SpaceX's Crew Dragon spacecraft — carrying NASA astronauts Robert Behnken and Douglas Hurley — splashed down into the Gulf of Mexico on Sunday, marking a safe end to an historic two-month mission and paving the way for the United States to once again become a world leader in human spaceflight.
The Crew Dragon vehicle fired up its engines and safely plunged back through the Earth's thick atmosphere on Sunday afternoon before deploying parachutes and slowing the vehicle down for its target landing off the coast of Florida.
Mission control dispatched a humorous welcome to the astronauts: "Thank you for flying SpaceX."
The journey was made more dramatic by a two-day standoff with mother nature: Tropical Storm Isaias was barreling toward the east coast. But waters in the Gulf of Mexico remained calm enough for the astronauts' capsule to splash down near Pensacola.
A giant recovery ship, GO Navigator, met the Crew Dragon spacecraft and hauled it out of the water. Medics were on site for any emergencies, and Hurley and Behnken will soon be whisked by helicopter to the Pensacola Naval Air Station. From there, the astronauts will board a NASA plane that will shuttle them to Johnson Space Center in Houston, NASA's official home base for astronauts.
Their mission was technically considered a test flight, but Hurley and Behnken's safe return paves the way for NASA to officially certify Crew Dragon as a human-rated spacecraft. That queues up the vehicle to begin flying regular trips to the ISS, allowing NASA to take more control over US operations on the giant orbiting laboratory after years of relying on Russian spacecraft to fly crew.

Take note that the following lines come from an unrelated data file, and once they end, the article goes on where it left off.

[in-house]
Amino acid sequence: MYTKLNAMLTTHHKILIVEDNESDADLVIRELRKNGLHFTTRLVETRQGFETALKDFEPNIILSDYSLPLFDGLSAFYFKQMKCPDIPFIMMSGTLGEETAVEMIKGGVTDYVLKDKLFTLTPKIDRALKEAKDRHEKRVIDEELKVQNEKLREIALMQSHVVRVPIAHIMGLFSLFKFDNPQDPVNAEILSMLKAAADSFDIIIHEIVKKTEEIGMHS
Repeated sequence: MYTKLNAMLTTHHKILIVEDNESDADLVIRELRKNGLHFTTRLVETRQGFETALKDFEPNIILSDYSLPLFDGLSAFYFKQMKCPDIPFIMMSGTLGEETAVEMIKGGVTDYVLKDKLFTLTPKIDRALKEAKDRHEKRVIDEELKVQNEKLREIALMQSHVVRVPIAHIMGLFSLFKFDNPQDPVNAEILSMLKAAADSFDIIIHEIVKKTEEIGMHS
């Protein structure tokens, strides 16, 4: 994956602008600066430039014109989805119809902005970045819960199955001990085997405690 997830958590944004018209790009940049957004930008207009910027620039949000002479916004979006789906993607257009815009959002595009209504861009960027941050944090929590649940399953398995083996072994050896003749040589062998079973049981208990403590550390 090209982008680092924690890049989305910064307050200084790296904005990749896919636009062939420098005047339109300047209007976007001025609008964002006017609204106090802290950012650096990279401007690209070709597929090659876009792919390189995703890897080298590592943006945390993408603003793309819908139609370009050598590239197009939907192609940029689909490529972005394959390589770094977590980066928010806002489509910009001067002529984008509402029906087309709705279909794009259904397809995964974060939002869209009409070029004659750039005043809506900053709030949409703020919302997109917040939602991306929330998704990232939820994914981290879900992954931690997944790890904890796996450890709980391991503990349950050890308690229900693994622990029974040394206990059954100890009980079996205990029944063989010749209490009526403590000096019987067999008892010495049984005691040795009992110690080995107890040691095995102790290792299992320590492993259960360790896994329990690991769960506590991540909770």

Another Crew Dragon spacecraft is already preparing to launch another mission, dubbed Crew-1, that will carry four more astronauts to the space station: NASA astronauts Victor Glover, Michael Hopkins, Shannon Walker and Japan's Soichi Noguchi.
SpaceX also plans to refurbish Hurley and Behnken's spacecraft, which is nicknamed Endeavour, to fly on another crewed mission in the spring of 2021.
That trip will include Megan McArthur — Behnken's wife and fellow astronaut — along with NASA's Shane Kimbrough, Akihiko Hoshide with Japan's JAXA space agency and Thomas Pesquet of the European Space Agency.
The SpaceX Crew Dragon capsule separates from the International Space Station. Photo / AP
NASA has been working to returning human spaceflight to US soil for nearly a decade: It lost that capability after retiring the Space Shuttle program in 2011. And at the time, few people at NASA expected Elon Musk's scrappy rocket startup would be the organization that brought crewed launches back to US soil.
NASA's decision not to create its own replacement for the Shuttle — but to contract that task out to commercial companies — was hugely controversial in the early 2010s.
The program, called Commercial Crew, sought to spur innovation and encouraged corporations to compete to bring down costs. In, 2014 NASA awarded two contracts: $4.2 billion to Boeing to build its Starliner vehicle, and $2.6 billion to SpaceX, which planned to create a crew worthy version of the Dragon spacecraft that was already flying cargo to and from the International Space Station.
Boeing, a longtime NASA partner that has worked on numerous human spaceflight programs, recently suffered a significant setback when a Starliner capsule malfunctioned during a key uncrewed test flight. NASA had repeatedly signaled that it expected Boeing to beat SpaceX to the launch pad. That changed after SpaceX soared through the final tests of its Crew Dragon capsule and readied for its historic launch in May.
SpaceX's success is a major win for NASA, which has been pushing for more commercial partnerships and can use this program's success as evidence that it's an effective contracting method.
SpaceX support teams are deployed on fast boats from the SpaceX GO Navigator recovery ship ahead of the landing of the SpaceX Crew Dragon Endeavour spacecraft. Photo / AP
text by Jackie Wattles, CNN Business